A Synthetic Example of Anisotropic P-Wave Processing for a Model from the Gulf of Mexico
Baoniu Han, Tagir Galikeev, Vladimir Grechka, Jérôme Le Rousseau, Ilya Tsvankin, 2001. "A Synthetic Example of Anisotropic P-Wave Processing for a Model from the Gulf of Mexico", Anisotropy 2000: Fractures, Converted Waves, and Case Studies, L. Ikelle, A. Gangi
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Transverse isotropy with a vertical symmetry axis (VTI media) is the most common anisotropic model for sedimentary basins. Here, we apply P-wave processing algorithms developed for VTI media to a 2-D synthetic data set generated by a finite difference code. The model, typical for the Gulf of Mexico, has a moderate structural complexity and includes a salt body and a dipping fault plane. Using the Alkhalifah-Tsvankin dip-moveout (DMO) inversion method, we estimate the anisotropic coefficient η responsible for the dip dependence of P-wave NMO velocity in VTI media. In combination with the normal-moveout (NMO) velocity from a horizontal reflector [Vnmo(0), the argument “0” refers to reflector dip], η is sufficient for performing all P-wave time-processing steps, including NMO and DMO corrections, prestack and poststack time migration. The NMO (stacking) velocities needed to determine Vnmo(0) and η are picked from conventional semblance velocity panels for reflections from subhorizontal interfaces, the dipping fault plane and the flank of the salt body. To mitigate the instability in the interval parameter estimation, the dependence of Vnmo(0) and η on the vertical reflection time is approximated by Chebyshev polynomials with the coefficients found by “global” fitting of all velocity picks.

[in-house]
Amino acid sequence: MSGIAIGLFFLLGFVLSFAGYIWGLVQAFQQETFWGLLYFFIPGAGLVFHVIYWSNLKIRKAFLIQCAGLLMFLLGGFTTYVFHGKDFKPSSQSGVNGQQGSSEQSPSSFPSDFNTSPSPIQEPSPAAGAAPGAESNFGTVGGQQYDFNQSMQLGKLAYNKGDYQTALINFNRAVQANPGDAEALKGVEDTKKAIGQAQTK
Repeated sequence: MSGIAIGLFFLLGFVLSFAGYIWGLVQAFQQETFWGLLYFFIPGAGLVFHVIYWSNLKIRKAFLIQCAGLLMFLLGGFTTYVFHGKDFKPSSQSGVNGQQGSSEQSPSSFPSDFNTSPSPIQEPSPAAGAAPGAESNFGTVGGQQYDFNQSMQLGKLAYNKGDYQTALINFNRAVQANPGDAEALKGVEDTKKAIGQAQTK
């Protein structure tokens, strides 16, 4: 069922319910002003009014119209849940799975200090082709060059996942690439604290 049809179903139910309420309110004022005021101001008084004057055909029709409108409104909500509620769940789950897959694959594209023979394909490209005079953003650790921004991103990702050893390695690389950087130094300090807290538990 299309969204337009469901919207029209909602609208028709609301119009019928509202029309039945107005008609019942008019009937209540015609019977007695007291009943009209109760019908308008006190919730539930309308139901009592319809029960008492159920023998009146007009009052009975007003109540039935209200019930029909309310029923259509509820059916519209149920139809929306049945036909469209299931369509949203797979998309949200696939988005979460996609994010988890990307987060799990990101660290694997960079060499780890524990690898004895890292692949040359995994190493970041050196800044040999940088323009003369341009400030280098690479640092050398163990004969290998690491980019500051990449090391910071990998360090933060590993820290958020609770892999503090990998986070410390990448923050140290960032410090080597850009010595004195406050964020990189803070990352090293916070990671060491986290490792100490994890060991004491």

We perform prestack depth migration for the reconstructed anisotropic model and two isotropic models with different choices of the velocity field. The anisotropic migration result has a good overall quality, but reflectors are mispositioned in depth because the vertical velocity for this model cannot be obtained from surface -wave data alone. The isotropic migrated section with the NMO velocity Vnmo(0) substituted for the isotropic velocity also has the wrong depth scale and is somewhat inferior to the anisotropic result in the focusing of dipping events. Still, the image distortions are not significant because the parameter η, which controls NMO velocity for dipping reflectors, is rather small (the average value of η is about 0.05). In contrast, the isotropic section migrated with the vertical velocity has a poor quality (although the depth of the subhorizontal reflectors is correct) due to the fact that in VTI media Vo can be used to stack neither dipping nor horizontal events. The difference between vo and the zero-dip stacking velocity Vnmo(0) is determined by the anisotropic coefficient δ, which is greater than η in our model (on average δ ≈ 0.1).
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Anisotropy 2000: Fractures, Converted Waves, and Case Studies
“This volume contains 25 papers that represent most of the best work in seismic anisotropy in 1998 and 1999. Fracture characterizations and processing of converted waves are the two main topics covered in this volume. They are addressed from both theoretical and practical viewpoints. Also included are papers describing the historical roots of seismic anisotropy.”